Doctor insights on:
Does The Small Intestine Also Get Polyps And Cancers Like The Colon Does
The gastrointestinal tract starts at the mouth, travel down the tunnel (esophagus), which connects to the stomach, which then empties into the duodenum, jejunum, and ileum---the three parts of the small intestine (@25 feet). This empties into the colon or large intestine (about 5 feet), which then becomes the sigmoid colon, rectum and out the anus. So, every morsel eaten ...Read more
Discuss with onc: you should discuss with your oncologist. additional information is needed- i.e. presence of lymph nodes and other distance organ/s involvement. where is the location of the colon cancer and what part of the small intestine involved? important to get the right staging and check the biology of the cancer to guide treatment. if able to get surgery- most aggressive would be surgery then chemo/ ...Read more
Depends: Did it grow directly into the small bowel or spread as a metastasis? In one or in many places? Was it just diagnosed or is it a late recurrence? Any previous chemo? What's the patient's general health? The patient's oncologist should be able to weigh all the options and come up with a treatment plan. If this is about you, best wishes. ...Read more
My mum has had colon cancer and my grandma (mums mum) had small intestine cancer. Are there steps I can take to prevent cancer myself?
Heritable cancer: First it might be good to know which type of cancers they had-- i.e. if they truly were inherited by known pathways (polyposis, Lynch syndrome, etc.) Prevention would include healthy diet (high fiber, no nitrites, no alcohol, etc.) and appropriate screening at a possibly earlier age. Consulting with a pathologist/gastroenterologist or geneticist about the cancer pattern and path may be useful. ...Read more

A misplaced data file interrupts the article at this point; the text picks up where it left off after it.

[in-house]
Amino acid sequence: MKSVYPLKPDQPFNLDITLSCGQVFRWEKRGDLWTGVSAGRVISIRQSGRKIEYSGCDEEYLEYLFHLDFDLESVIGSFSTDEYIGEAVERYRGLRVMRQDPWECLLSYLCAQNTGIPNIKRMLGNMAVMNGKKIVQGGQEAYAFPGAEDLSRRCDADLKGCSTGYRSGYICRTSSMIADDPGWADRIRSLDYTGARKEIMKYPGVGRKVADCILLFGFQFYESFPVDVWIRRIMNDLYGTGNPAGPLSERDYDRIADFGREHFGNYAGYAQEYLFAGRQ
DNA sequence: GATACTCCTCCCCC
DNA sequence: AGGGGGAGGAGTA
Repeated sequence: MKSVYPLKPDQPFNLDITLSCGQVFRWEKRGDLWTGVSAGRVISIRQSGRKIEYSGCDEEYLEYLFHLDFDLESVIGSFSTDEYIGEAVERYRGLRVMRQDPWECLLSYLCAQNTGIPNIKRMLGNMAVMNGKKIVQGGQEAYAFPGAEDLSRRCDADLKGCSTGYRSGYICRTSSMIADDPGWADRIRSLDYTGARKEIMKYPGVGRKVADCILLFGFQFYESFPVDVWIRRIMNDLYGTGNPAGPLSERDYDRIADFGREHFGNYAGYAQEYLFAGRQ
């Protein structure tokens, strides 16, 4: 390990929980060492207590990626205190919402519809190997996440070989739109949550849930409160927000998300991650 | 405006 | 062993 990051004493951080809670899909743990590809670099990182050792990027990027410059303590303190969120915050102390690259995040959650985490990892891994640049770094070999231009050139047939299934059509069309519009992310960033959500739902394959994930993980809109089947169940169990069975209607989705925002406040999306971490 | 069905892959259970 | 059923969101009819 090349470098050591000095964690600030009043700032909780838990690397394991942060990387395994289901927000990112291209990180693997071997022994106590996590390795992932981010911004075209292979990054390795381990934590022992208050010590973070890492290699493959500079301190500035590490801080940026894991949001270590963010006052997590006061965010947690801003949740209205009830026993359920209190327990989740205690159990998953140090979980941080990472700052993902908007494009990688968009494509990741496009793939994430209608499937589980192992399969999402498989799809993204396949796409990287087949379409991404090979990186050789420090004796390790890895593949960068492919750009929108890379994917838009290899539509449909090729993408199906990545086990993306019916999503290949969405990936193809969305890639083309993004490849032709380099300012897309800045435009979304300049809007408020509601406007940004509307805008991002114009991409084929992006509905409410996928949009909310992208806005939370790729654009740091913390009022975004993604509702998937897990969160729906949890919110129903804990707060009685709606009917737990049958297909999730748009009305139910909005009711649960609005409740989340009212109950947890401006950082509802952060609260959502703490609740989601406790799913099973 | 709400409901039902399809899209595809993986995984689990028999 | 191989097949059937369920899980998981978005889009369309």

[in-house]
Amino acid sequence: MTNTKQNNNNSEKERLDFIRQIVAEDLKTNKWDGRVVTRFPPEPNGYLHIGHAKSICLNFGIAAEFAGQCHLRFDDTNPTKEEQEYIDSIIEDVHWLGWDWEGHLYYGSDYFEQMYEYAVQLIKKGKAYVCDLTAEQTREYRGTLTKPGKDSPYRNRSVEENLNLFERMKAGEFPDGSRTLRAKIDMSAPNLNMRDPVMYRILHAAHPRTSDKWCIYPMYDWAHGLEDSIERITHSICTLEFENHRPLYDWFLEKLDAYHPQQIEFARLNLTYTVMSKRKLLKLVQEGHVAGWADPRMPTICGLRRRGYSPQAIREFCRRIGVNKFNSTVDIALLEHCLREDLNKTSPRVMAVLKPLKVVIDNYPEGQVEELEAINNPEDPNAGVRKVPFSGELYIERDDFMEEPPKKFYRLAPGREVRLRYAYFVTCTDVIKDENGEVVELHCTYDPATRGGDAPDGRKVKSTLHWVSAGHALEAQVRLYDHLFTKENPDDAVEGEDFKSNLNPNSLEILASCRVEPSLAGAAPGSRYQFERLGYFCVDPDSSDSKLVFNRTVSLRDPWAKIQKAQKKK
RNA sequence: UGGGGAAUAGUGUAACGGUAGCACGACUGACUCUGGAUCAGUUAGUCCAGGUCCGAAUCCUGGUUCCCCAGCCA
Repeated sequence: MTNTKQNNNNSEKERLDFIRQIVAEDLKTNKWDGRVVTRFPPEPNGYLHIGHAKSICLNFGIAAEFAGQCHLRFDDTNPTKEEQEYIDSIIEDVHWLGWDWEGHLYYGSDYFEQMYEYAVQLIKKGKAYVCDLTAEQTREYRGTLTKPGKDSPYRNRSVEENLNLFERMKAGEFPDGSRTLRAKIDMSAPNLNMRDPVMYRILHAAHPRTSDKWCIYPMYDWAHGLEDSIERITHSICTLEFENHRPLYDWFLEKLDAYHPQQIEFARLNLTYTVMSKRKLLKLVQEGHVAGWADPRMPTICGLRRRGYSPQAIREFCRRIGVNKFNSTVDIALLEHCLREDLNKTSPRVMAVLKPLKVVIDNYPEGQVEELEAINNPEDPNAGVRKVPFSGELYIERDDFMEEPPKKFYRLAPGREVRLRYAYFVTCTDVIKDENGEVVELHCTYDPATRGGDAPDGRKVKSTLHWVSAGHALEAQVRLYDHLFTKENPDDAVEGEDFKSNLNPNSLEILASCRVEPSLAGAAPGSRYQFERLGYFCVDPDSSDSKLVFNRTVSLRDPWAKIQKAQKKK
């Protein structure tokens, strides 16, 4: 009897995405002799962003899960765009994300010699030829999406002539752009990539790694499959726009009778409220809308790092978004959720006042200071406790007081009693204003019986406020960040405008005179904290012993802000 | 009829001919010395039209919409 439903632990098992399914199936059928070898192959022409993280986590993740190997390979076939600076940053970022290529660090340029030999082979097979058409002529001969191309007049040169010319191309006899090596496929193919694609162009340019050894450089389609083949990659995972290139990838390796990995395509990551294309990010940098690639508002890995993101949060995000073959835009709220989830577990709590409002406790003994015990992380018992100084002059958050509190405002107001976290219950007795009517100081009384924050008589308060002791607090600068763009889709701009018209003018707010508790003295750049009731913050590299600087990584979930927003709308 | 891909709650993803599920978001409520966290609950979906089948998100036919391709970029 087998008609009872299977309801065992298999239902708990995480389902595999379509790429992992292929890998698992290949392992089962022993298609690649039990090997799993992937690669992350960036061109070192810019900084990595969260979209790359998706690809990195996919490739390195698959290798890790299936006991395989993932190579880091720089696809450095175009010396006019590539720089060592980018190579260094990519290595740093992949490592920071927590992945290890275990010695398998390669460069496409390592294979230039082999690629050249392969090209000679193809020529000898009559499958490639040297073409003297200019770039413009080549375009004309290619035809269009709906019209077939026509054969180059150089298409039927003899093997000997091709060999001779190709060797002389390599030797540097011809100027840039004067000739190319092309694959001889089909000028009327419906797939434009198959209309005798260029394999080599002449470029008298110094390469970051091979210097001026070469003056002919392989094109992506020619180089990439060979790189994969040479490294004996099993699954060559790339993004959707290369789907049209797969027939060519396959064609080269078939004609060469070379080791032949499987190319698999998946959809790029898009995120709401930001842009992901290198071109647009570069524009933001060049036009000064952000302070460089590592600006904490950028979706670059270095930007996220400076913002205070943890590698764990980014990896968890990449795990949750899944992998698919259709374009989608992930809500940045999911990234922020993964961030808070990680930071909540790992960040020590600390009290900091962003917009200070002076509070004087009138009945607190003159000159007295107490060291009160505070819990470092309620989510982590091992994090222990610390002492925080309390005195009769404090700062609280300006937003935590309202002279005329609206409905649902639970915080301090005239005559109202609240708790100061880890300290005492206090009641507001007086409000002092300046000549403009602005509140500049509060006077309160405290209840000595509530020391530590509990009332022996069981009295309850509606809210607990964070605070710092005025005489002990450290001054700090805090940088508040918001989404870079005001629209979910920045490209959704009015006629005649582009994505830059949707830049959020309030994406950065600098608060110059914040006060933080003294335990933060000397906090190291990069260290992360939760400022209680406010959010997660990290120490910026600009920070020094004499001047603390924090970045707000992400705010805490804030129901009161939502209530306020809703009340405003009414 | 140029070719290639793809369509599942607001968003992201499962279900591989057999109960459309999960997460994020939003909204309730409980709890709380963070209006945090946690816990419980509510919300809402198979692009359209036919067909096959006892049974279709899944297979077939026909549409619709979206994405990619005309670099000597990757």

Polyposis: It may be that the polyposis syndrome that you are dealing with may be more extensive. Frequently, when people speak about gastrointestinal polyposis, it may involve more than one part of the GI tract. Thus, although the stomach was treated, there may have been more polyps elsewhere. Alternatively, you may also explain this by postulating two separate entities or sites for cancer to start. ...Read moreSee 1 more doctor answer
Are polyps on the colon usually benign? Is it possible to get colon cancer even without polyps (scientifically speaking)? Curious
Most do.: Most colorectal cancers arise in adenomatous polyps, which are the type of polyps that are examined for and removed in colonoscopy. Data now shows that removal of colorectal polyps decreases coloretcal cancers as well as the risk of dying from a colorectal cancer. Less frequently, colorectal cancers can be founs that do not arise from polyps. This most often happens in inflammatory bowel disease. ...Read moreSee 1 more doctor answer
How do you know if you have a family history of colon cancer if all the old folks get colonoscopies, get polyps removed, and say nothing about it?
Ask: Go to your older relatives & ask them- not just about colonoscopies, but about their parents/grandparents, who had what & who died from what. You'll get valuable family history on a number of topics. Only about 5% of colon cancers occur in families with a history of colon cancer, so screening is more important than family history for this. ...Read moreSee 2 more doctor answers
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